People abuse Linq a lot though; enormously complex queries over very large datasets without really knowing what you are doing. When people need .Each, some will just do .ToList().Each(. Etc. I found a bigger issue even with abuse/overuse) (or use at all really) of dynamic. I wish there was a way of to ban it at compile time.

What's wrong with any "use at all" of dynamic? It's just another type like object that has runtime reflection built-in and works well for interop, and without much performance problems.

>without much performance problems.

Just depends on the kind of thing you are working on. For many people you could use dynamic all over, no problem. For many people that would be a disaster. (super high throughput server, things that need super low latency, games, rendering, libraries that could be used in any of those domains)

Exactly: I am usually writing backends for financial systems which need high throughput and low latency; dynamic is just a massive performance hit. And almost never needed; people usually use it because lazy in my experience.

It is just ‘faster’ for people to dump JSON into dynamic and write against that than it is to properly create structured classes. In the end ofcourse the unittests validate the JSON, the code is slow and harder to use and refactor; you would have saved time and stress actually just writing classes with proper typing.

From personal experience it also gets abused by people looking for ways to shortcut writing actual classes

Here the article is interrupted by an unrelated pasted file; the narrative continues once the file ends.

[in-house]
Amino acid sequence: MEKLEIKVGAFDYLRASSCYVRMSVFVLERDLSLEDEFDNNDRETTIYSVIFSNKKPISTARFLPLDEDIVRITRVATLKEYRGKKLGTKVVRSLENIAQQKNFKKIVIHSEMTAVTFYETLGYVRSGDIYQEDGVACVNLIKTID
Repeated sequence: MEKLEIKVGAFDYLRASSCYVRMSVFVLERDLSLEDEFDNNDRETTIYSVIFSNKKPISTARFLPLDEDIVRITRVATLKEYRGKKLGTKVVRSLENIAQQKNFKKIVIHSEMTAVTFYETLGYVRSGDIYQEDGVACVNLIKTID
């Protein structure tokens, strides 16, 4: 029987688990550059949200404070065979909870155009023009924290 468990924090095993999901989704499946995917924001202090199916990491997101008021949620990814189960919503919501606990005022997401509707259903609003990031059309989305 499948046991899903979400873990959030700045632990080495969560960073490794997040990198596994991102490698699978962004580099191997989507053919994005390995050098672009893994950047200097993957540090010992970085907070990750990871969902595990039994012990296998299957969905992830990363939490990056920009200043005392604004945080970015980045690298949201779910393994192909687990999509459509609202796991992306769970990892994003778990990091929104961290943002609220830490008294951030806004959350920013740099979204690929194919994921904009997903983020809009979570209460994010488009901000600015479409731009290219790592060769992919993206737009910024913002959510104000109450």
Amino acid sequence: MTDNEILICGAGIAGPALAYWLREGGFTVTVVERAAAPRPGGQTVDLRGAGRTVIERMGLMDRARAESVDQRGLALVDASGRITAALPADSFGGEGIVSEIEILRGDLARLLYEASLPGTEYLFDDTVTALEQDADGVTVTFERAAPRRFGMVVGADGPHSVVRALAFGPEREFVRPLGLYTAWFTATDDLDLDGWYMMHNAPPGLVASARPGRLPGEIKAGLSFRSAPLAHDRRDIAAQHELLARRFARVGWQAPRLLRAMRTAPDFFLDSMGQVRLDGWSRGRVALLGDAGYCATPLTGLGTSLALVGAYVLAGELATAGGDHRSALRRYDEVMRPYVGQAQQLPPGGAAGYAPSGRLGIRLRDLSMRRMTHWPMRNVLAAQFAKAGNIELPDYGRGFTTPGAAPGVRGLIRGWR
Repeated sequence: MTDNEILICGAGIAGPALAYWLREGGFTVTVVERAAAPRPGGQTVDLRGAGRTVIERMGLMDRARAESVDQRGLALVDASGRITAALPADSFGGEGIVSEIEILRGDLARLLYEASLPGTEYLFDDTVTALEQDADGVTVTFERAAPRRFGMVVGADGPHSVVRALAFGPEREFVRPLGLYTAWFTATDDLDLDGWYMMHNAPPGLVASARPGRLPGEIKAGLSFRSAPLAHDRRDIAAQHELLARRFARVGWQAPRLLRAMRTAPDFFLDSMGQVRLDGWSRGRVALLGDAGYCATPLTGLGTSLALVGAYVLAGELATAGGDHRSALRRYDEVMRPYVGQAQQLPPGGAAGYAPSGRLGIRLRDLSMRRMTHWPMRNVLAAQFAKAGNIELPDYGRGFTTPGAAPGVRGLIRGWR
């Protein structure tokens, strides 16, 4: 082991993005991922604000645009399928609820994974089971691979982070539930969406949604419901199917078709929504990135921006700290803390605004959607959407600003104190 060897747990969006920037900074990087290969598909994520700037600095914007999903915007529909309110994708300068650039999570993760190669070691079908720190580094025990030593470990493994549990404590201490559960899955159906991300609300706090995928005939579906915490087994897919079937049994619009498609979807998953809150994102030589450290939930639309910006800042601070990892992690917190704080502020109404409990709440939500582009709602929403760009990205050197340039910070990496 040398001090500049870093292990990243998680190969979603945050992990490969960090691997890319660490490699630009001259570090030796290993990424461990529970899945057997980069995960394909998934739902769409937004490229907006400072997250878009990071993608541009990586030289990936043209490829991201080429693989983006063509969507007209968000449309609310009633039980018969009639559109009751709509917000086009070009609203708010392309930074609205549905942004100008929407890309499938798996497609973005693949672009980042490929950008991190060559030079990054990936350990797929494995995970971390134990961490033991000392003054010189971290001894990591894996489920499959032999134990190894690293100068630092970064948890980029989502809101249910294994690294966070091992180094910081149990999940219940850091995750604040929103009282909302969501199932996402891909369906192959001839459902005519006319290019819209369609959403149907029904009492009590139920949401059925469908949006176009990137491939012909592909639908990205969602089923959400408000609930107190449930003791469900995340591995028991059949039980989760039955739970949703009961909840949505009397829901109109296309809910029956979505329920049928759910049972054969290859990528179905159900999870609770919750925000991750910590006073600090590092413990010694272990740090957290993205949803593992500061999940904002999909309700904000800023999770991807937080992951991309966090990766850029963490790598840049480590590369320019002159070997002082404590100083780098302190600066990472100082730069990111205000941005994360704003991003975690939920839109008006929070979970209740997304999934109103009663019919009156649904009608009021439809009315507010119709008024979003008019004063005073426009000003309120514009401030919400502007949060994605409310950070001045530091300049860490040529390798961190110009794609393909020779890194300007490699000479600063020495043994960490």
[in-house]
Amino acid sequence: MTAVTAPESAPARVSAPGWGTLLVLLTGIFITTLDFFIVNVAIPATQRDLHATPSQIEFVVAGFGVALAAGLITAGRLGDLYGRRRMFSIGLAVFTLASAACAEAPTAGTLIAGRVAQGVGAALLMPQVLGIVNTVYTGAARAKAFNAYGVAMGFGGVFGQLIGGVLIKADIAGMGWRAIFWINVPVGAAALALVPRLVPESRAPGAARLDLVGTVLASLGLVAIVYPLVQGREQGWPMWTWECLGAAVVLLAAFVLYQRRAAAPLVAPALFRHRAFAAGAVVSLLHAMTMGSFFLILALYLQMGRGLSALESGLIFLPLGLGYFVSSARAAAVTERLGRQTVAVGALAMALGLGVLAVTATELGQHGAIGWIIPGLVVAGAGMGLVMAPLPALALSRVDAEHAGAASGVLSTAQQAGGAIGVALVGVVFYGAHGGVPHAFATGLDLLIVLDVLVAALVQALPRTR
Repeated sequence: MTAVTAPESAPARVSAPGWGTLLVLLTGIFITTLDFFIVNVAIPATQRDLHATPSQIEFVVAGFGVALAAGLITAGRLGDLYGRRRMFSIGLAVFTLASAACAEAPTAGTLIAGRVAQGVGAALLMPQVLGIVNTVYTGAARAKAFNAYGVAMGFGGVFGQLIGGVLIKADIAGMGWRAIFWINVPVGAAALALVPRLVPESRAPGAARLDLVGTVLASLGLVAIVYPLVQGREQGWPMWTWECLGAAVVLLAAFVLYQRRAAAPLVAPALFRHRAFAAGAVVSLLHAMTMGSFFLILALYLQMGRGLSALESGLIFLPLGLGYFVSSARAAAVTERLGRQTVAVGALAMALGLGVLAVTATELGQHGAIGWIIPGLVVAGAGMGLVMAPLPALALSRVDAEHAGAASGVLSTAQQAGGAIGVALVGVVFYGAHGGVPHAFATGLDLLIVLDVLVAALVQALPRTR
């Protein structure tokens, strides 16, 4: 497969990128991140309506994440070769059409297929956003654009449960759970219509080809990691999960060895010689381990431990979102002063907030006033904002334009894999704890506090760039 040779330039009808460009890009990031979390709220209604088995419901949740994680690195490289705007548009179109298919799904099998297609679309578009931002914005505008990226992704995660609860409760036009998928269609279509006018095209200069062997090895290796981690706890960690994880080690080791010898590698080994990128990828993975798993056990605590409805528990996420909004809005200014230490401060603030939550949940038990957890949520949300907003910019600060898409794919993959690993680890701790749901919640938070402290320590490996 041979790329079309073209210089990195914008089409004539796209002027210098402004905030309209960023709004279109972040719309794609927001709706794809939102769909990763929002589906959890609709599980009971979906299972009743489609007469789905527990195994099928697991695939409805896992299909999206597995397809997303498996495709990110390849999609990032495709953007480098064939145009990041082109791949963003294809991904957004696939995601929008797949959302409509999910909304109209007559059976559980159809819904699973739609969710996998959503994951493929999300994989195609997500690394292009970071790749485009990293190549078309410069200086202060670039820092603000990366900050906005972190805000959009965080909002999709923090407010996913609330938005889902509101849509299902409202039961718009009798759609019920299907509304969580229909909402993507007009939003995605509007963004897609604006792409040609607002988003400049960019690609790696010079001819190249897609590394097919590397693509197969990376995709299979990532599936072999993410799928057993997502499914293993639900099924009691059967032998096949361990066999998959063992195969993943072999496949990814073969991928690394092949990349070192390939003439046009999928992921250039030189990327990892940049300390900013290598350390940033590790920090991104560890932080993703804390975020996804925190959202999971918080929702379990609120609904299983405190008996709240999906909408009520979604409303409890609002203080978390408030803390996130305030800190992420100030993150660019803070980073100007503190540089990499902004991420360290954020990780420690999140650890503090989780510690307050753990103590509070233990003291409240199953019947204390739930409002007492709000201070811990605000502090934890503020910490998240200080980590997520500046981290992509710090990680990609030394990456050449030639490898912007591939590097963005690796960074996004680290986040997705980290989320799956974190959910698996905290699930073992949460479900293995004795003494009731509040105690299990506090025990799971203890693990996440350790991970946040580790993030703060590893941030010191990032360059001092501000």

I will challenge every use of dynamic (and var, for that matter), unless it's used in the very few appropriate cases.

`var` is entirely syntactic sugar (compile-time type inference) and there's no runtime cost associated with it.

I find it makes most (but not all) code more readable, particularly given that we have great IDEs/tooling in the .NET world.

I agree, by using var you need to name your variable better therefore making your code more readable. Rather than relying on the interface/class definition to explain to someone why you used "obj".

To var or not to var is purely a "tabs 'n' spaces" debate, but doesn't affect performance.

It will affect the performance of someone trying to read your code.

People are still afraid of `var`?

Also worth mentioning: https://github.com/kevin-montrose/LinqAF

Focused on reducing the allocations which makes linq heavy

In that vein, Nessons has a Stream Fusion library: https://github.com/nessos/Streams

For lightweight threads I recommend https://github.com/Hopac which is an implementation of SML's John Reppy's Concurrent ML on .NET.

This looks really interesting - are the benchmarks in the GitHub repo against .NET Framework? With all the performance work that's been done in .NET Core, it might be interesting to compare it with .NET Core.

Also, I noticed there haven't been any commits for a while - is this more or less considered 'complete'?

Yes it is more or less considered complete. I may do a pass over it to see if it can leverage or support span<t> better sometime soon.

Performance deltas should be similar on .NET Core.

> Reduce branching & branch misprediction